It’s important our kids have tools to cope with potential pitfalls – like knowing how to identify the duty teacher and find the bathrooms and sickbay. Chat about the school’s boundaries and policies on free play. Instead of overloading your kids with information, ask them questions about their school to ascertain what they already know of how things work – this could also help foster a sense of belonging for your child.
Much of a child’s anxiety about lunchtime relates to friendship – where are my friends/have I got any friends/how do I make friends.
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While schools are working hard to counter bullying, we can help by keeping the conversation flowing at home with regards to relationships. And of prime importance, we can help teach our kids empathy. While some children are happy with individual pursuits, for others loneliness can be crippling. As parents, we can encourage our children to consider what having no friends or being left out of a game feels like so they can then relate to others in that position and become part of the solution.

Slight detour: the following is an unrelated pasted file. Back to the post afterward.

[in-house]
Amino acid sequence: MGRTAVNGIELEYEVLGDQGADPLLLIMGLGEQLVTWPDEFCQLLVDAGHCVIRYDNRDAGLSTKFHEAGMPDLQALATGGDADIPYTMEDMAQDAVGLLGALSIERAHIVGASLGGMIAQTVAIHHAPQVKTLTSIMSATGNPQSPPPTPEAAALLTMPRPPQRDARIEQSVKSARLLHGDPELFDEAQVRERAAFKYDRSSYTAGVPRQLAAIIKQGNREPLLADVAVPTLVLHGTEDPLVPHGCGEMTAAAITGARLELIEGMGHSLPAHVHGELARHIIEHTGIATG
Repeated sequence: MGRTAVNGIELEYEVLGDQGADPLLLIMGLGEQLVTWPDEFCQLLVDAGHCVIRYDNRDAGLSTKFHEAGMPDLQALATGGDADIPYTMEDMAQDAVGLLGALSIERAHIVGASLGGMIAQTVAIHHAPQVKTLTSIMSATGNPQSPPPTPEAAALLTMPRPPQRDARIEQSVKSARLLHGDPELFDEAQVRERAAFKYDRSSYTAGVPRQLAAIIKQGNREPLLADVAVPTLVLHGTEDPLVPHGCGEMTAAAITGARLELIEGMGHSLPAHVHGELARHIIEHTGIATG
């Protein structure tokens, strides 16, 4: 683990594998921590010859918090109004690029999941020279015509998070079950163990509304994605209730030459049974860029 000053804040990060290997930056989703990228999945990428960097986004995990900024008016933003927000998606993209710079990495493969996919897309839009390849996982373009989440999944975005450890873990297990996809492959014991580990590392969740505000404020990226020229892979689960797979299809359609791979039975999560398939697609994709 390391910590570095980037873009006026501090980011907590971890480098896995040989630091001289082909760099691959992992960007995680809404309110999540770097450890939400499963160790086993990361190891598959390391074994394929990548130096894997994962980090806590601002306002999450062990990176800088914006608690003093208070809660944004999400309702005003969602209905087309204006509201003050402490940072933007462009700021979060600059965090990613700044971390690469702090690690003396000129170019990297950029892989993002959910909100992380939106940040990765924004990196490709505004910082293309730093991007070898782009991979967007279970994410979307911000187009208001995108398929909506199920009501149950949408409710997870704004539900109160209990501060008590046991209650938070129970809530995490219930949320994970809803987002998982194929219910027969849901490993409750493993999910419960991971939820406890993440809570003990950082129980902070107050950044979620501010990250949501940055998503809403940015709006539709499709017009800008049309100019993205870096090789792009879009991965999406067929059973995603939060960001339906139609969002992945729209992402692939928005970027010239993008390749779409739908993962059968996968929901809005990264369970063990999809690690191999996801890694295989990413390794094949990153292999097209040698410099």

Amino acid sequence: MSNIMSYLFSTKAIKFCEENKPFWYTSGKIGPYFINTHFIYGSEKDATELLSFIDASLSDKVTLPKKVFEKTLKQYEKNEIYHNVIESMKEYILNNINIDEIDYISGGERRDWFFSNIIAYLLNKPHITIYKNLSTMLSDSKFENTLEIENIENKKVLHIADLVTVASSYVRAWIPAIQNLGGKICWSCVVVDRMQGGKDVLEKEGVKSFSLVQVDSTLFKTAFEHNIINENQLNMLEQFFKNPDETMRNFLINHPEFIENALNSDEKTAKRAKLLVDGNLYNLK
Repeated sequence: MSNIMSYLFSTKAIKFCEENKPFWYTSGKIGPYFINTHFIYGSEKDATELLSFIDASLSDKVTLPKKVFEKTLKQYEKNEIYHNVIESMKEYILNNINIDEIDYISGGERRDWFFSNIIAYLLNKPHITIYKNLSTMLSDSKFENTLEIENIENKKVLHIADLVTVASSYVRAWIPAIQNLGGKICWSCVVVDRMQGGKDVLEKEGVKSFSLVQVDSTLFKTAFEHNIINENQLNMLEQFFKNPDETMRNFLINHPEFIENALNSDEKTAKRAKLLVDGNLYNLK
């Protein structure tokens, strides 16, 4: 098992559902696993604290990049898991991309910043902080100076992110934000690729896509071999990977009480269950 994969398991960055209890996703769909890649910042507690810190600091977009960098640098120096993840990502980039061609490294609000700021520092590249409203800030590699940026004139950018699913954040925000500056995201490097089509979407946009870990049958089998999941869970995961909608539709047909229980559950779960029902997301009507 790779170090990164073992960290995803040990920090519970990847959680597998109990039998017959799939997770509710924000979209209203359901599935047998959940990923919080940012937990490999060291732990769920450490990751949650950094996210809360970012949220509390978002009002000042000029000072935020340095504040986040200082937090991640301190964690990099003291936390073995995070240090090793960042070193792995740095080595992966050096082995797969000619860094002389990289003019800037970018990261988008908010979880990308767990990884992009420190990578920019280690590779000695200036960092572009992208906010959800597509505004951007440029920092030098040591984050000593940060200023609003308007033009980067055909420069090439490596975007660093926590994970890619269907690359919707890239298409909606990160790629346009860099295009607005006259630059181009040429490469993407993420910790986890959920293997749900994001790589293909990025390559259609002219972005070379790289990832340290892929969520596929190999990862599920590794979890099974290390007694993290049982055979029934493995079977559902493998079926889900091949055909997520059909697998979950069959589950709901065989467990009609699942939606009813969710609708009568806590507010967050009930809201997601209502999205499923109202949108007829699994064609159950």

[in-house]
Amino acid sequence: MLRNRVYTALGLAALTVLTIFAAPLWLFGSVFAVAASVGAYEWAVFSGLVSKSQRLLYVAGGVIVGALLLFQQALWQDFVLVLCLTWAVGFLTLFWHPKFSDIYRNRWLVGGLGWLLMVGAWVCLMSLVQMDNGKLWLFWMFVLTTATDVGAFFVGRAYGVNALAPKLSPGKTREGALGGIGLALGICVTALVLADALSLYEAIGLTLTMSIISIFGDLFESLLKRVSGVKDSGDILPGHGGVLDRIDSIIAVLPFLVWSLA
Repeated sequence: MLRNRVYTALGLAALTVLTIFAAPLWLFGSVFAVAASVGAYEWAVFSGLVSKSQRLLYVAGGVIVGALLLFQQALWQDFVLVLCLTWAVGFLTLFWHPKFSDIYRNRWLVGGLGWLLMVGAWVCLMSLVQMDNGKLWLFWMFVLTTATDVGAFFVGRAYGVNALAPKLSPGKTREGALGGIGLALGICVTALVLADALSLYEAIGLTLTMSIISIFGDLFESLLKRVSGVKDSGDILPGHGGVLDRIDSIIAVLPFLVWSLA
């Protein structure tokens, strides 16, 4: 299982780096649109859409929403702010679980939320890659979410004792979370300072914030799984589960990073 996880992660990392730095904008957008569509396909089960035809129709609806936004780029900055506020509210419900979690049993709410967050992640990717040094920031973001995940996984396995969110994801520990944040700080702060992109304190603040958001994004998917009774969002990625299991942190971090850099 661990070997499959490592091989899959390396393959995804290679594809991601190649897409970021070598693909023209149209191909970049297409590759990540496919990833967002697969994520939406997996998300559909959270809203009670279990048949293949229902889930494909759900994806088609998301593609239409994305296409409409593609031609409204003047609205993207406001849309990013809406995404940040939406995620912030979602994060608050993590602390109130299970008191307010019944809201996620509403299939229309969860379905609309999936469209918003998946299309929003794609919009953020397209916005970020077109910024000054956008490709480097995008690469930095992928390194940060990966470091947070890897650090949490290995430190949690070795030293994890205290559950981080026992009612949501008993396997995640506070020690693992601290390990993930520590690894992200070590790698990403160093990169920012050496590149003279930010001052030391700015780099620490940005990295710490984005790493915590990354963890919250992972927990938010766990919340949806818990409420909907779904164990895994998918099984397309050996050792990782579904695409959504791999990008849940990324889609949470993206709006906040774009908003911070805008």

Potential conversation starters in this regard include:
- Did everyone have someone to play with today?
- What games are popular at school at the moment?
- Does everyone join in?
- What happens if the game has already started and someone asks to join in?
Playground icebreakers can be awkward, especially if you are the new kid or perhaps your only friend is away that day.
“Can I play?” – three simple words that can be surprisingly difficult to say out loud. Some practice might help.
Friendly responses can be practised too:
“Sure, you can play!”
It’s not always that simple though. Some more creative thinking may be required:
“The teams for this game are full but let’s see if we can form another team.”
Idealistic perhaps, but absolutely worth a try when inclusion is on the line.